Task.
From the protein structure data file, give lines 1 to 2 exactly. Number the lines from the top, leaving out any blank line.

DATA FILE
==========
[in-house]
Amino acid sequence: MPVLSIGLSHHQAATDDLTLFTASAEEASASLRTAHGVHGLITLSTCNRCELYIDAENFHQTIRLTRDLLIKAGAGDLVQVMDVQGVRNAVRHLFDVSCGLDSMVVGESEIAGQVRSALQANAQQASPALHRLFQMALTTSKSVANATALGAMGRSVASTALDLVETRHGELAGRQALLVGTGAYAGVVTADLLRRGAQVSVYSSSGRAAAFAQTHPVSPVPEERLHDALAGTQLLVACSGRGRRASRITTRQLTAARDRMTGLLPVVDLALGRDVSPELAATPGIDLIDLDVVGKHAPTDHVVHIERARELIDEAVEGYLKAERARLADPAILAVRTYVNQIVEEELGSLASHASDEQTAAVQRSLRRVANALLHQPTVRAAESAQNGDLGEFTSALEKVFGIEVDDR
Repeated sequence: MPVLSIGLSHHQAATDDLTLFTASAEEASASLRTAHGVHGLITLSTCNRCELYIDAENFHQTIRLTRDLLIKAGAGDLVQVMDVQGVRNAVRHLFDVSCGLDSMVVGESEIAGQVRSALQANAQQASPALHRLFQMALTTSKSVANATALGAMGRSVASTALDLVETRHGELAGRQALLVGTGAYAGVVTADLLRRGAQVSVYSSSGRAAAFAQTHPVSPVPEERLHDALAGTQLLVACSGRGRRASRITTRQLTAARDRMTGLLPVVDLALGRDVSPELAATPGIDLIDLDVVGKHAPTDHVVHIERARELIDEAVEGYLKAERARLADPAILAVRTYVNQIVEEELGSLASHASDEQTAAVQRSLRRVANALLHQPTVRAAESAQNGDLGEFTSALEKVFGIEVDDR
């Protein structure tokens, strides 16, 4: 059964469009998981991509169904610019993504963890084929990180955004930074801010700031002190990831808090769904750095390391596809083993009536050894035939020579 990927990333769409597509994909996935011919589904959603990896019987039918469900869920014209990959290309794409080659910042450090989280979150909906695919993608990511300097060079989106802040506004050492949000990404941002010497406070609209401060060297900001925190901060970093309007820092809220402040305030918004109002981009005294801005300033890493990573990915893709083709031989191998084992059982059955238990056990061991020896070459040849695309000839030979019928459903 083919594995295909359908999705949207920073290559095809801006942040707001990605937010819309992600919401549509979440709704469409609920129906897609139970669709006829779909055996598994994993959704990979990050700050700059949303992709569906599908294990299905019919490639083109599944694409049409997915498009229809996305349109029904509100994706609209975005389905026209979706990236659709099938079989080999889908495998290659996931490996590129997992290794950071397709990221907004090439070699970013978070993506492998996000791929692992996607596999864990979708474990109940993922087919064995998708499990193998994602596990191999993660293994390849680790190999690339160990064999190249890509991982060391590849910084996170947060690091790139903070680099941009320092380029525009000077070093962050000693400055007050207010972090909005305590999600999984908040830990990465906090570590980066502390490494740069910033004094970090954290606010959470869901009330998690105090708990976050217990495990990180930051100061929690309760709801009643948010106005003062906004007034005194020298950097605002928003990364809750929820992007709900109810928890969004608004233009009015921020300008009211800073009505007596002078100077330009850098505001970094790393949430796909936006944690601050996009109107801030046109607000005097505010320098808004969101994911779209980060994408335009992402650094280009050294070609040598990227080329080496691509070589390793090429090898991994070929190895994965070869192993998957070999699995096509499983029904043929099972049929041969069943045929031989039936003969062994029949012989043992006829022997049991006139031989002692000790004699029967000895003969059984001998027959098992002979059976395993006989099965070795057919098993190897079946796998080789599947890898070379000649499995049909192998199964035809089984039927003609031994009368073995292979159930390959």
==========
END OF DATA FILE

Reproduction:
[in-house]
Amino acid sequence: MPVLSIGLSHHQAATDDLTLFTASAEEASASLRTAHGVHGLITLSTCNRCELYIDAENFHQTIRLTRDLLIKAGAGDLVQVMDVQGVRNAVRHLFDVSCGLDSMVVGESEIAGQVRSALQANAQQASPALHRLFQMALTTSKSVANATALGAMGRSVASTALDLVETRHGELAGRQALLVGTGAYAGVVTADLLRRGAQVSVYSSSGRAAAFAQTHPVSPVPEERLHDALAGTQLLVACSGRGRRASRITTRQLTAARDRMTGLLPVVDLALGRDVSPELAATPGIDLIDLDVVGKHAPTDHVVHIERARELIDEAVEGYLKAERARLADPAILAVRTYVNQIVEEELGSLASHASDEQTAAVQRSLRRVANALLHQPTVRAAESAQNGDLGEFTSALEKVFGIEVDDR